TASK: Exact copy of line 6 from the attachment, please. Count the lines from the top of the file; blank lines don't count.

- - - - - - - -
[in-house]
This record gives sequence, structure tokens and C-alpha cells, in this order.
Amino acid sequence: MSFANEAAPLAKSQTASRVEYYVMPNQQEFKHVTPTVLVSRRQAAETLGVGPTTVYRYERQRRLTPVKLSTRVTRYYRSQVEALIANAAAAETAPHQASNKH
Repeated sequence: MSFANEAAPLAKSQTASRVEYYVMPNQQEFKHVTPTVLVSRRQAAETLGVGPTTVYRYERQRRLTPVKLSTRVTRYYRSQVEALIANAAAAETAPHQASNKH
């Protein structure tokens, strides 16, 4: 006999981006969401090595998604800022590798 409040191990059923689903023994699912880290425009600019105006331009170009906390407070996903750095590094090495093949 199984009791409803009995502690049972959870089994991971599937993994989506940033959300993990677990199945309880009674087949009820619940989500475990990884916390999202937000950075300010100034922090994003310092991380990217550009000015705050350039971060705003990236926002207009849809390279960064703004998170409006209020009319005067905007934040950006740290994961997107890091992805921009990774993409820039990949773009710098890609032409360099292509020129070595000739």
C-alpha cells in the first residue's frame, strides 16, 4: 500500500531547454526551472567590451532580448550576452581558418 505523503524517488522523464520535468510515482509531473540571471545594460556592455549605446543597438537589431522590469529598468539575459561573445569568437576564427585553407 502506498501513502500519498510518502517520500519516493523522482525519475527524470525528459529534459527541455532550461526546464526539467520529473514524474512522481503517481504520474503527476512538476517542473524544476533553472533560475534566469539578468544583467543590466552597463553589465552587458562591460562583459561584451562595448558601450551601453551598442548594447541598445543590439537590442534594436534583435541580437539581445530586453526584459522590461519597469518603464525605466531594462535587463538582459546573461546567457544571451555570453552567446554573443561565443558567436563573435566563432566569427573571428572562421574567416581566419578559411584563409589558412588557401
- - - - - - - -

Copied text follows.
C-alpha cells in the first residue's frame, strides 16, 4: 500500500531547454526551472567590451532580448550576452581558418 505523503524517488522523464520535468510515482509531473540571471545594460556592455549605446543597438537589431522590469529598468539575459561573445569568437576564427585553407 502506498501513502500519498510518502517520500519516493523522482525519475527524470525528459529534459527541455532550461526546464526539467520529473514524474512522481503517481504520474503527476512538476517542473524544476533553472533560475534566469539578468544583467543590466552597463553589465552587458562591460562583459561584451562595448558601450551601453551598442548594447541598445543590439537590442534594436534583435541580437539581445530586453526584459522590461519597469518603464525605466531594462535587463538582459546573461546567457544571451555570453552567446554573443561565443558567436563573435566563432566569427573571428572562421574567416581566419578559411584563409589558412588557401